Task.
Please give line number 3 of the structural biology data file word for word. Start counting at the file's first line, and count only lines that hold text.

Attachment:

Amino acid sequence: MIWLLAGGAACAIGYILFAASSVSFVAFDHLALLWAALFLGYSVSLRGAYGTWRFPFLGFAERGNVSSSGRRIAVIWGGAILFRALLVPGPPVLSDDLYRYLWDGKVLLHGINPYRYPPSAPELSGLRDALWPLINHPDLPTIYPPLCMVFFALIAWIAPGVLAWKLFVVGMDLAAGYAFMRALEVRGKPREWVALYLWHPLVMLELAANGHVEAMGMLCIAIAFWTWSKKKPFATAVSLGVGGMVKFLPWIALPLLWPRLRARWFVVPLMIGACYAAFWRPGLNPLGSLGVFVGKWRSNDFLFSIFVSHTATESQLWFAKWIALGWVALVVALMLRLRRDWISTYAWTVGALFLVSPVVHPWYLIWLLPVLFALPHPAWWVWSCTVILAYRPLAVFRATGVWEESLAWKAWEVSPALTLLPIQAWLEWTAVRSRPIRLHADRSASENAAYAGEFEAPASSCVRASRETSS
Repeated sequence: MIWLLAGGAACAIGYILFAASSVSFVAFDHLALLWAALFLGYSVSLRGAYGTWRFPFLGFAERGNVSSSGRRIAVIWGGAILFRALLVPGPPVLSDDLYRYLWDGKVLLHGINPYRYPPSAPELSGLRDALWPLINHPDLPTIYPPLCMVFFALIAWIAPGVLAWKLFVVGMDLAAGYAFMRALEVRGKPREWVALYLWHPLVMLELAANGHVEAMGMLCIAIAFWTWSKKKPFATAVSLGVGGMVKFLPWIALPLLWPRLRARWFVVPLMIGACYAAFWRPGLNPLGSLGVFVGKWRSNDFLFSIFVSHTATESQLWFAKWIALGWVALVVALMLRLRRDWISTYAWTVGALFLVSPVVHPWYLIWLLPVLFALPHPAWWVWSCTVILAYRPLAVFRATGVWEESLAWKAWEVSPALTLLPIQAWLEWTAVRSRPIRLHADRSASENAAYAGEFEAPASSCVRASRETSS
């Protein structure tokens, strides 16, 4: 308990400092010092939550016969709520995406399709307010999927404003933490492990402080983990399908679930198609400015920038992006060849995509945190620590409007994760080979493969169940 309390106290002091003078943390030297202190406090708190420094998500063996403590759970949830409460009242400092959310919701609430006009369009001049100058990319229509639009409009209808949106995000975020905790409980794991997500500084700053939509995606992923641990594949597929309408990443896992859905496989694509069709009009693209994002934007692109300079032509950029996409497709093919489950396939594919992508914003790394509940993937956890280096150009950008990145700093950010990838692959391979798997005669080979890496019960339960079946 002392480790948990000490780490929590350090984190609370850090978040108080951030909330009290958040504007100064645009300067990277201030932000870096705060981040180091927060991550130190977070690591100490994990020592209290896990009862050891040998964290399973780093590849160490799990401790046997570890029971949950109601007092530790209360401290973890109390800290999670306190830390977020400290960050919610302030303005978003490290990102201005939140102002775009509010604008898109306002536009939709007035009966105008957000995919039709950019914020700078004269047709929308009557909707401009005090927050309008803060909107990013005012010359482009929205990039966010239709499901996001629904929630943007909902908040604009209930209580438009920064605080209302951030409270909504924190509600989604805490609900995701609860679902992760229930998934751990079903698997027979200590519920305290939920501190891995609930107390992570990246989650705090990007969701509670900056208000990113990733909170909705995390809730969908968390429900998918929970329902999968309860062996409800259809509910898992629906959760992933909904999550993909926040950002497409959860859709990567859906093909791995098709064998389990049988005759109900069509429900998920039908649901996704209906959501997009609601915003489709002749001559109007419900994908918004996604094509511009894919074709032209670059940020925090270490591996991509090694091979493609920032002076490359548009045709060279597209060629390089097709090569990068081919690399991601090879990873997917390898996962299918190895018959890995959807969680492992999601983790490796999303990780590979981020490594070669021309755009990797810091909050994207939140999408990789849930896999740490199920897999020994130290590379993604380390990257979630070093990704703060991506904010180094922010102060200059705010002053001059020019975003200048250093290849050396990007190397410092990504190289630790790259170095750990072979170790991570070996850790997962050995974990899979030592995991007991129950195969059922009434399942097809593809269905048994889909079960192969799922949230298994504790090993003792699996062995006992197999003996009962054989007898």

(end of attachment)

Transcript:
């Protein structure tokens, strides 16, 4: 308990400092010092939550016969709520995406399709307010999927404003933490492990402080983990399908679930198609400015920038992006060849995509945190620590409007994760080979493969169940 309390106290002091003078943390030297202190406090708190420094998500063996403590759970949830409460009242400092959310919701609430006009369009001049100058990319229509639009409009209808949106995000975020905790409980794991997500500084700053939509995606992923641990594949597929309408990443896992859905496989694509069709009009693209994002934007692109300079032509950029996409497709093919489950396939594919992508914003790394509940993937956890280096150009950008990145700093950010990838692959391979798997005669080979890496019960339960079946 002392480790948990000490780490929590350090984190609370850090978040108080951030909330009290958040504007100064645009300067990277201030932000870096705060981040180091927060991550130190977070690591100490994990020592209290896990009862050891040998964290399973780093590849160490799990401790046997570890029971949950109601007092530790209360401290973890109390800290999670306190830390977020400290960050919610302030303005978003490290990102201005939140102002775009509010604008898109306002536009939709007035009966105008957000995919039709950019914020700078004269047709929308009557909707401009005090927050309008803060909107990013005012010359482009929205990039966010239709499901996001629904929630943007909902908040604009209930209580438009920064605080209302951030409270909504924190509600989604805490609900995701609860679902992760229930998934751990079903698997027979200590519920305290939920501190891995609930107390992570990246989650705090990007969701509670900056208000990113990733909170909705995390809730969908968390429900998918929970329902999968309860062996409800259809509910898992629906959760992933909904999550993909926040950002497409959860859709990567859906093909791995098709064998389990049988005759109900069509429900998920039908649901996704209906959501997009609601915003489709002749001559109007419900994908918004996604094509511009894919074709032209670059940020925090270490591996991509090694091979493609920032002076490359548009045709060279597209060629390089097709090569990068081919690399991601090879990873997917390898996962299918190895018959890995959807969680492992999601983790490796999303990780590979981020490594070669021309755009990797810091909050994207939140999408990789849930896999740490199920897999020994130290590379993604380390990257979630070093990704703060991506904010180094922010102060200059705010002053001059020019975003200048250093290849050396990007190397410092990504190289630790790259170095750990072979170790991570070996850790997962050995974990899979030592995991007991129950195969059922009434399942097809593809269905048994889909079960192969799922949230298994504790090993003792699996062995006992197999003996009962054989007898």